Yusof Ishak Secondary School’s students freely tinker with mobile experiment carts placed around school, some of which are located in accessible locations such as the canteen.
A look at how Yusof Ishak Secondary School provides daily opportunities for students to discover science concepts and extend that curiosity to other subjects and the world beyond.
By Lim Jun Kang
How often do we see science experiments wheeled around the school on mobile carts, where students can explore and tinker to their hearts’ content?
At Yusof Ishak Secondary School (YISS) that is just one of the unique methods used to expose students to the wonderous world of STEM – Science, Technology, Engineering and Mathematics. In 2022, the school will have a new campus to expand on their ideas, as they welcome a new batch of Secondary 1 students.
Sparking students’ curiosity in STEM
YISS teachers came up with the idea of “experiment arcades”, which are mobile booths containing small-scale science experiments. The idea was mooted by Mr Donavan Lau, the school’s Lead Teacher in Physics, and today the programme is known as ‘Experiment Excites’. Mr Lau says, “We want to challenge conventional thinking that science can only be learnt in classrooms or labs, because it can take place anywhere.”
The Experiment Excite carts are specially designed to encourage group work and collaboration amongst students.
These experiments are extensions of topics taught in class, such as electricity in Physics or the diversity of matter in Lower Secondary Science. For example, in an activity involving water quality, data loggers are placed in the carts for students to take measurements from water samples collected from all around the school compound before bringing their results back to class for discussions.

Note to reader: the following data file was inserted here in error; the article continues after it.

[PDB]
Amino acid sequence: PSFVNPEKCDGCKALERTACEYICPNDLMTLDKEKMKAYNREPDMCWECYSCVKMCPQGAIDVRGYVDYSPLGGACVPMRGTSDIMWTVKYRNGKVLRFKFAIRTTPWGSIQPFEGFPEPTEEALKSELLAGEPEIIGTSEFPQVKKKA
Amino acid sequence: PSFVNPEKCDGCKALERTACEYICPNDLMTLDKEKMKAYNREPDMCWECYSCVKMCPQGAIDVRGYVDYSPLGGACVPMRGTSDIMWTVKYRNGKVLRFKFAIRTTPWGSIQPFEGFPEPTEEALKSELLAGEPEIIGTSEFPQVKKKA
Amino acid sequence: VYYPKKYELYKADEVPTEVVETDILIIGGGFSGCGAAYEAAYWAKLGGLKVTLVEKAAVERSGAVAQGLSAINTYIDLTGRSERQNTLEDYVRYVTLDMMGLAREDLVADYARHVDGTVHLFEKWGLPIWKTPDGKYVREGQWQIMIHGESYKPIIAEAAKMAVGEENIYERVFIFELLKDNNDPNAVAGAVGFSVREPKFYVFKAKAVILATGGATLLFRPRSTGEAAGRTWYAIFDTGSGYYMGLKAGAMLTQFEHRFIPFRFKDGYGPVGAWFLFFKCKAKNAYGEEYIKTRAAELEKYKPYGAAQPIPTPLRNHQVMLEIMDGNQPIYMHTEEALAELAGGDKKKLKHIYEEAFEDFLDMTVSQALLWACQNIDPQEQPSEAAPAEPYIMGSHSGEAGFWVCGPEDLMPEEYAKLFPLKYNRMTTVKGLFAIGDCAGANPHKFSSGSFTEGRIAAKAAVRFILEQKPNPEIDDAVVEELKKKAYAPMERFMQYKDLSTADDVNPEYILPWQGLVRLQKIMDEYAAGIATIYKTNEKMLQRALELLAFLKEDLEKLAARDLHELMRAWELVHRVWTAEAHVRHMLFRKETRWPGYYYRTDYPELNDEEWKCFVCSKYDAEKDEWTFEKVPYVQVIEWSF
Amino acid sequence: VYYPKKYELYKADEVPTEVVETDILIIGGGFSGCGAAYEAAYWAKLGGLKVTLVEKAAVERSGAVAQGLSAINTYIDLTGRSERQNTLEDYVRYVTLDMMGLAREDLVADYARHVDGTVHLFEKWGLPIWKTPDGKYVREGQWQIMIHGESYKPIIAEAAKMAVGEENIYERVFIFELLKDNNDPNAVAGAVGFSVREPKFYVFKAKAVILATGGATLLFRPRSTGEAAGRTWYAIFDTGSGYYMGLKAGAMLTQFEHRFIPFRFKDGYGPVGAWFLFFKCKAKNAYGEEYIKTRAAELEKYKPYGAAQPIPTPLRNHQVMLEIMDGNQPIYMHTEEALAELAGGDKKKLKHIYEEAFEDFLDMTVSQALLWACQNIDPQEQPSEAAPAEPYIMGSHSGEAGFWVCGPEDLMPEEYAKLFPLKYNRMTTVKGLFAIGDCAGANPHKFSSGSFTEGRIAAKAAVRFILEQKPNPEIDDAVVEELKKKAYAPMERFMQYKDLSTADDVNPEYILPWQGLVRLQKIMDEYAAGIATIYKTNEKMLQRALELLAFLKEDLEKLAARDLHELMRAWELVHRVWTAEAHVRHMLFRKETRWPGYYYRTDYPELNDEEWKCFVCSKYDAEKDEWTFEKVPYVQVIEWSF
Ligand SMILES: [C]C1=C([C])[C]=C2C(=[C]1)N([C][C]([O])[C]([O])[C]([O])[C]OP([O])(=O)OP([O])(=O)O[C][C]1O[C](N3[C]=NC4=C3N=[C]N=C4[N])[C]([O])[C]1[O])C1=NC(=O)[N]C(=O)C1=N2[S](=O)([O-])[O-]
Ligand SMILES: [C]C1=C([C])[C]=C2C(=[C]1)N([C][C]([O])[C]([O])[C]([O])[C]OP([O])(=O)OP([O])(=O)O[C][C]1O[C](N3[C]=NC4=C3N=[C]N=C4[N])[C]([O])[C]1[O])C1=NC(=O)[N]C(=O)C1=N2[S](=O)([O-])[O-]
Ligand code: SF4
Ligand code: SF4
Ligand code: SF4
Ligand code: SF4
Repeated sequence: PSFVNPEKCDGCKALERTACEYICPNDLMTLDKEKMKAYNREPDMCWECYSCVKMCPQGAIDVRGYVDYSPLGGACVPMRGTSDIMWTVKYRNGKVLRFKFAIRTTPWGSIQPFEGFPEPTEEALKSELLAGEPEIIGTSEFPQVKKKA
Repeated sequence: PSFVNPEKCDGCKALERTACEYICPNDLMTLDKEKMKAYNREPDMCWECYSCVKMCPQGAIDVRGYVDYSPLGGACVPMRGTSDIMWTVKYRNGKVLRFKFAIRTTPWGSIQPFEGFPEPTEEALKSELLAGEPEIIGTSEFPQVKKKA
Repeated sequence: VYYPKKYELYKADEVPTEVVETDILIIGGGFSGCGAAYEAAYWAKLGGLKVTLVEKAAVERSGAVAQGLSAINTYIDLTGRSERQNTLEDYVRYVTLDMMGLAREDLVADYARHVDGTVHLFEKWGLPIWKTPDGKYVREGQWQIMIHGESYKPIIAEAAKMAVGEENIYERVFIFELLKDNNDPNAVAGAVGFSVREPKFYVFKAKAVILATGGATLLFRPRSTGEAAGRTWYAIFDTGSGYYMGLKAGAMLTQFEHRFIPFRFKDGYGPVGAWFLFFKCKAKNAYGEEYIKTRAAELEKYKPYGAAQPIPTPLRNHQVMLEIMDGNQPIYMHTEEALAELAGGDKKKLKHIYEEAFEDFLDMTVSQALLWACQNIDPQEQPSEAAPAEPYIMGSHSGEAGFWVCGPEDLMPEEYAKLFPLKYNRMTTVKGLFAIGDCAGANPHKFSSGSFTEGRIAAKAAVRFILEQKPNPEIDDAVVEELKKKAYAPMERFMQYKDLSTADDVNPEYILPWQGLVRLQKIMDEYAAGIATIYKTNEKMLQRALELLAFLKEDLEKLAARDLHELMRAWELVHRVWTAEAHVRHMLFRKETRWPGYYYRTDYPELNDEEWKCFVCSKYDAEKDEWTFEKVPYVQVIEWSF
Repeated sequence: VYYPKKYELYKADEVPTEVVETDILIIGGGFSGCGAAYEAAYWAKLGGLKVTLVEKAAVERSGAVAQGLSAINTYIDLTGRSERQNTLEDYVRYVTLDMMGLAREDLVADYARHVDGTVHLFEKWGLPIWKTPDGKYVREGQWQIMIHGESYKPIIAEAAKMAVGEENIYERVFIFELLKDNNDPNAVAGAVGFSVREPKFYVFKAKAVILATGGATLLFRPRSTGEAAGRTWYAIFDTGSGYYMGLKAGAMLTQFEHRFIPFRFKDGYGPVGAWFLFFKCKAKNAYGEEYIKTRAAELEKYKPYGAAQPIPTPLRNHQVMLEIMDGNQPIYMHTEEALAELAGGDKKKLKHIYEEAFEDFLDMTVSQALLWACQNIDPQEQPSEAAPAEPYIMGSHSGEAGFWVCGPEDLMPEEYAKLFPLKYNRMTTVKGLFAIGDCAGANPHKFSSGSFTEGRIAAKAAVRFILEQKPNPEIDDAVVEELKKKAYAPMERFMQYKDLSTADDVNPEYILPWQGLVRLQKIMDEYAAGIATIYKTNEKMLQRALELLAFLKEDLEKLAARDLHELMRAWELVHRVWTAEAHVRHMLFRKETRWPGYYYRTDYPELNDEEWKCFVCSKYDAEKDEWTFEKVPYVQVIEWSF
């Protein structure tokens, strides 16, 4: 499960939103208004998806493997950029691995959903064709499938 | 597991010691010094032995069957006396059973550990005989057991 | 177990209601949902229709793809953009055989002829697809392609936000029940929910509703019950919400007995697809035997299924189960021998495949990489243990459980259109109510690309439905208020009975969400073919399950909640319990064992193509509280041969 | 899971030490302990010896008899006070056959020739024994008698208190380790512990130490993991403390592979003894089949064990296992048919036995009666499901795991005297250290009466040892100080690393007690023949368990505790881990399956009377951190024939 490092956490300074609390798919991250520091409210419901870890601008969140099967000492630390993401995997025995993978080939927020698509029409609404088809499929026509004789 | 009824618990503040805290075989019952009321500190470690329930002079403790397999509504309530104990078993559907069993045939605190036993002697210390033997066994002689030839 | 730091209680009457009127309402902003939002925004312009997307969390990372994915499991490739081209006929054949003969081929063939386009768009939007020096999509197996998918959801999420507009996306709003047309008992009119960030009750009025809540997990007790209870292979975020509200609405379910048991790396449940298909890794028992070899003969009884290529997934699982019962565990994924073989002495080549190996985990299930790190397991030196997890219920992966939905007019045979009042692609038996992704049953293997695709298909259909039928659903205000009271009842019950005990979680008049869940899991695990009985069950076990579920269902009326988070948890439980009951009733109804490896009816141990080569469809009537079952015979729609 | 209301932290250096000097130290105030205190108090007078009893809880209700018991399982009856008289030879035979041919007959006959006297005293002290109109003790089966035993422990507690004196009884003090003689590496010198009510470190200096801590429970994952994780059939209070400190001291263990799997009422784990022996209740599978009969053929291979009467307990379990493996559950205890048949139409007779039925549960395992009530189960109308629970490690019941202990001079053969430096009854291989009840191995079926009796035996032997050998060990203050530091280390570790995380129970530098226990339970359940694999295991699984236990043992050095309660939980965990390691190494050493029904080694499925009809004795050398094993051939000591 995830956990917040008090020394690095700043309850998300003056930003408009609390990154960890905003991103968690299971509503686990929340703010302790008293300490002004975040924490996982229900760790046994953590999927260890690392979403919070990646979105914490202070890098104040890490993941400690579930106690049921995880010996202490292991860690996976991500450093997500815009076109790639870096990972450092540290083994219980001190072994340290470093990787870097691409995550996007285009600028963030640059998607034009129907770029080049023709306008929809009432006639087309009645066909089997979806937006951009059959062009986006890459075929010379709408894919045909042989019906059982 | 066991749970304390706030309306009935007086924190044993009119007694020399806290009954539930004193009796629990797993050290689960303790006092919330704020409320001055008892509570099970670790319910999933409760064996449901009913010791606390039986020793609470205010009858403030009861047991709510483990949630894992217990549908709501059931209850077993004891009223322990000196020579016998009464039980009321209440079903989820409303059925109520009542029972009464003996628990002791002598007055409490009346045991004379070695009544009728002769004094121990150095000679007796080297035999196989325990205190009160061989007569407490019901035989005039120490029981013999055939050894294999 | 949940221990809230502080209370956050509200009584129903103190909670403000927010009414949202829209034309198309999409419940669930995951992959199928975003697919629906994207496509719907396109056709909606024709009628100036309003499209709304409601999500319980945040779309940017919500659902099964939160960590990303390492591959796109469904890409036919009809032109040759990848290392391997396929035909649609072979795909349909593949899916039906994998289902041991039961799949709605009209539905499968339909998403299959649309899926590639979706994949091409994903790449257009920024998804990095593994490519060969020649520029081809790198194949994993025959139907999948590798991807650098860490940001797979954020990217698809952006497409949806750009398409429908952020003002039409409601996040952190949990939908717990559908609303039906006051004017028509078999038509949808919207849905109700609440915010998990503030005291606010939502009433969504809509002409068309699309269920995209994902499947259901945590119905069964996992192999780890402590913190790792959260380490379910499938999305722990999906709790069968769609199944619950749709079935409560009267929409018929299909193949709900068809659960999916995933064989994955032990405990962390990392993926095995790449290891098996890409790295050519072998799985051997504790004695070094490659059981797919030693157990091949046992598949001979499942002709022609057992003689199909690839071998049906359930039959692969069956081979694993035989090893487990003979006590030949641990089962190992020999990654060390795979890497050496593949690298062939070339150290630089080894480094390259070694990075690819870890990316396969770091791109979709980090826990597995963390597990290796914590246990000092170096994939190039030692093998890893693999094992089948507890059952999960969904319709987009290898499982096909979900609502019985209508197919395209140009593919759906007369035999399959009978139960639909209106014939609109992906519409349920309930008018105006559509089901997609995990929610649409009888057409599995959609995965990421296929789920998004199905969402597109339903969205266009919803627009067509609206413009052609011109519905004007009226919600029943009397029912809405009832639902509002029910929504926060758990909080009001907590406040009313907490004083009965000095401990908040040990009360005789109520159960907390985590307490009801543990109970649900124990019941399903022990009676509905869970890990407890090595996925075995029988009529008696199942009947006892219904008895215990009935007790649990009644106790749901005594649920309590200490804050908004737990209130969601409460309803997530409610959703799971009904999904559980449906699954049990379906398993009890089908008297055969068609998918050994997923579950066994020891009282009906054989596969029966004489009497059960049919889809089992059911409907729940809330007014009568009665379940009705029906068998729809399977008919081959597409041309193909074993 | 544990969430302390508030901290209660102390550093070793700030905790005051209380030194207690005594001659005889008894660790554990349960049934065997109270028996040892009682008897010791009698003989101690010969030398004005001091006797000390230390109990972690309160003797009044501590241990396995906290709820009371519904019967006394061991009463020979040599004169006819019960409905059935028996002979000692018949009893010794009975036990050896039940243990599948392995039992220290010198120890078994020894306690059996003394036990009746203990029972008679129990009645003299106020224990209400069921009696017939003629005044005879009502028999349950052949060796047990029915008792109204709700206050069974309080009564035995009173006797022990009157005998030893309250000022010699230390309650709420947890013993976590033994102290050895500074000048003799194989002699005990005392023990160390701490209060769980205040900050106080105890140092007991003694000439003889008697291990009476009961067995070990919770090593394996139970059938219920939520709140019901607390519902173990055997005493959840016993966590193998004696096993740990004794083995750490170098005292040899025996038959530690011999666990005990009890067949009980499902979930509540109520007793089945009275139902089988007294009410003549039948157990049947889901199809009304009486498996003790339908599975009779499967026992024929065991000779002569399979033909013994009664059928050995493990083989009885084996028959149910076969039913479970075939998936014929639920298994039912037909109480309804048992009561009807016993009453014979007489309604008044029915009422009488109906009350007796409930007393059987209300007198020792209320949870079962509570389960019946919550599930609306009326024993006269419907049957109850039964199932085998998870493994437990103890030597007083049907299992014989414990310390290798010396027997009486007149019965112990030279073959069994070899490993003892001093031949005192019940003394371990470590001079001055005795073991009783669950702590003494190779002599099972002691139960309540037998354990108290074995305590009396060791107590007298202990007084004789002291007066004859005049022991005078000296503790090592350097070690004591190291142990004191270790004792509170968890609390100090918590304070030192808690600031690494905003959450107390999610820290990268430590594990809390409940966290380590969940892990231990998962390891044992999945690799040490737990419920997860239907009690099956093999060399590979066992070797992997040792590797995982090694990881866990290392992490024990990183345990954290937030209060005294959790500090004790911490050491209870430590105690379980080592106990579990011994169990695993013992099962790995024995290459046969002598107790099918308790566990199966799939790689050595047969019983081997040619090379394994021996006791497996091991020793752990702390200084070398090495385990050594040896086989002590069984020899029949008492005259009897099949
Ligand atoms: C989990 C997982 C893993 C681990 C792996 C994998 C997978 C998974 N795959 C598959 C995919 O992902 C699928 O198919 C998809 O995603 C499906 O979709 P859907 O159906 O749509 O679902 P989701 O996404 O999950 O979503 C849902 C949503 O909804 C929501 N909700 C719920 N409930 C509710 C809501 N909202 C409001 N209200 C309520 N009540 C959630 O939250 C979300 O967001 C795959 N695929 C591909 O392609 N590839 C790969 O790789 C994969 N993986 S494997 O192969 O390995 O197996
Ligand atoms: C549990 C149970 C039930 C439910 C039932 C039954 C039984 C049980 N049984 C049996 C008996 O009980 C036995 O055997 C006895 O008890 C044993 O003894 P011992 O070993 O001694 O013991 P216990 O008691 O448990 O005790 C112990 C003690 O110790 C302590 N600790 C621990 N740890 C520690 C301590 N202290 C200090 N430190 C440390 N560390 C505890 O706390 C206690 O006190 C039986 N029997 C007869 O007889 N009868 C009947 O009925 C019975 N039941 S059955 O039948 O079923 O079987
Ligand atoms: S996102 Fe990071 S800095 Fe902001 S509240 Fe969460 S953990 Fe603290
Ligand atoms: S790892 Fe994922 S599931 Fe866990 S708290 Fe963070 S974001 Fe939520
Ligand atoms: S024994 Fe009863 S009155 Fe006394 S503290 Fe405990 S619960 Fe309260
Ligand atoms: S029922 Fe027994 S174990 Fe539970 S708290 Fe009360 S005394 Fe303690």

Teachers provide learning logs in hardcopy or on the Student Learning Space (SLS) for students to reflect on what they have learnt from the activity. These are not graded by teachers but are meant to promote self-directed learning and collaboration among students.
In 2022, the school’s new campus in Punggol will allow the teachers to set up more experiment arcades and include more spaces for students to gather and exchange ideas. “We believe these would spark students’ curiosity,” says Mrs Maureen Saw, Principal of YISS. “We want to provide more opportunities to help students see that they can discover scientific concepts in more ways than one.”
Kindling the desire to learn more
‘Experiment Excites’ is but one of many initiatives that YISS has developed to generate curiosity and a desire to learn more among its students. “It is important that we are able to help students draw connections between what they have learnt in the syllabus to real-life situations,” says Ms Tan Sui Linn, Subject Head of Chemistry.
Another way in which the school embeds real-world significance into the lessons and programmes is through its urban farming programme. Here, students learn about the importance of creating a sustainable future and the need for Singapore to realise its ‘30 by 30’ target – to produce 30 per cent of its nutritional needs locally and sustainably by 2030.
Mr Lau says, “We always think about what will be relevant for the students not only for their personal growth, but also how they can contribute towards Singapore’s development as well.”